This is hardly unusual in a nursing home, of course. But officials there realized that the residents were dying in larger numbers than usual.
Officials didn’t have to do a drawn-out investigation. In February 1915, a peculiar new porter and nursing orderly at the home described as “neurotic” and a smoker of “Egyptian cigarettes” walked into the Bronx district attorney’s office.
Clad in a corduroy hunting outfit and wearing a feathered Alpine hat, he admitted that he killed eight octogenarians.
“When you give an old person chloroform, it’s like putting a baby to sleep,” he told police. “It frees them from all pain. It is humane and kind-hearted.”
He claimed he was egged on by the home’s superintendent, who urged him to “‘hurry the deaths’ of some of the more aged and suffering inmates,” wrote The New York Times in 1915.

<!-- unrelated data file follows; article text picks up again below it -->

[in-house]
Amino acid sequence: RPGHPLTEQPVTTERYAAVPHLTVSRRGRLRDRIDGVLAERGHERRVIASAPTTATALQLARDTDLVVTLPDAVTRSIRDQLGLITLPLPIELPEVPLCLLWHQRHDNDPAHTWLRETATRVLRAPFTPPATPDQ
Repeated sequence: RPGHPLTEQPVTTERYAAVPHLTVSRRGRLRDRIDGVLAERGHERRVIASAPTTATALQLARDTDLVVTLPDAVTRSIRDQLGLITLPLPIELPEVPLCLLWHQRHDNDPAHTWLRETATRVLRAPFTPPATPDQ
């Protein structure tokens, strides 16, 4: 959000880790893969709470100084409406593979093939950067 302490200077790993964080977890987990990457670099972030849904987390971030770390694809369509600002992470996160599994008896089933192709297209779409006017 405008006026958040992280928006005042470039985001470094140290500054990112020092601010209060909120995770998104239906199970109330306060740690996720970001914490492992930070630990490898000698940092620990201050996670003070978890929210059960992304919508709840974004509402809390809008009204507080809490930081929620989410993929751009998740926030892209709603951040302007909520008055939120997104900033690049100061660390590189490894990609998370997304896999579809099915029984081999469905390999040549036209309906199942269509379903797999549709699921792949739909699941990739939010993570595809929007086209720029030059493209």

Though some aspects of Mors’ story appeared to check out, the DA’s office wasn’t convinced. They decided to give him a psychiatric test.
Mors failed, and the DA deemed him a victim of “homicidal hallucination.”
Instead of being prosecuted, he was committed to the Hudson River State Hospital for the Insane in Poughkeepsie (below).
Scheduled for deportation back to Austria, Mors escaped prison in May 1916.
He was never seen again, but a skeleton found in a patch of woods in Connecticut may have been his; police found a bottle next to the skeleton that indicated suicide by poison.